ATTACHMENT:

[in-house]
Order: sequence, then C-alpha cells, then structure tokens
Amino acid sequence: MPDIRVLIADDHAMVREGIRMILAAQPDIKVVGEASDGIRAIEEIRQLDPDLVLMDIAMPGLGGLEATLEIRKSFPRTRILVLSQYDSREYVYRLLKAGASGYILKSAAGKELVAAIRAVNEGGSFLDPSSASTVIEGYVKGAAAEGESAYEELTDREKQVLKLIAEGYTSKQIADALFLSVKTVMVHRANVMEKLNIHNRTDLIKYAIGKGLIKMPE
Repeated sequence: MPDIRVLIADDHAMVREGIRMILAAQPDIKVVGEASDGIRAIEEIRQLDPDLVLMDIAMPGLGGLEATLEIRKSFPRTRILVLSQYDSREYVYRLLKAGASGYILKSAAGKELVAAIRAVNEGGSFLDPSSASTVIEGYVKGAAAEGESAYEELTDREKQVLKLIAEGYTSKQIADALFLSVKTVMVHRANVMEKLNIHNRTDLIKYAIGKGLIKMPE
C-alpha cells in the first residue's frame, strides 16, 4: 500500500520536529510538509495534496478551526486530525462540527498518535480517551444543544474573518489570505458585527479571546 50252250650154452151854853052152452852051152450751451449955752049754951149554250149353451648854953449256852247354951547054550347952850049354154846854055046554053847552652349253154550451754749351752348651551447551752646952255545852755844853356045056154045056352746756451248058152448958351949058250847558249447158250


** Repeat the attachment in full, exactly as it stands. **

[in-house]
Order: sequence, then C-alpha cells, then structure tokens
Amino acid sequence: MPDIRVLIADDHAMVREGIRMILAAQPDIKVVGEASDGIRAIEEIRQLDPDLVLMDIAMPGLGGLEATLEIRKSFPRTRILVLSQYDSREYVYRLLKAGASGYILKSAAGKELVAAIRAVNEGGSFLDPSSASTVIEGYVKGAAAEGESAYEELTDREKQVLKLIAEGYTSKQIADALFLSVKTVMVHRANVMEKLNIHNRTDLIKYAIGKGLIKMPE
Repeated sequence: MPDIRVLIADDHAMVREGIRMILAAQPDIKVVGEASDGIRAIEEIRQLDPDLVLMDIAMPGLGGLEATLEIRKSFPRTRILVLSQYDSREYVYRLLKAGASGYILKSAAGKELVAAIRAVNEGGSFLDPSSASTVIEGYVKGAAAEGESAYEELTDREKQVLKLIAEGYTSKQIADALFLSVKTVMVHRANVMEKLNIHNRTDLIKYAIGKGLIKMPE
C-alpha cells in the first residue's frame, strides 16, 4: 500500500520536529510538509495534496478551526486530525462540527498518535480517551444543544474573518489570505458585527479571546 50252250650154452151854853052152452852051152450751451449955752049754951149554250149353451648854953449256852247354951547054550347952850049354154846854055046554053847552652349253154550451754749351752348651551447551752646952255545852755844853356045056154045056352746756451248058152448958351949058250847558249447158250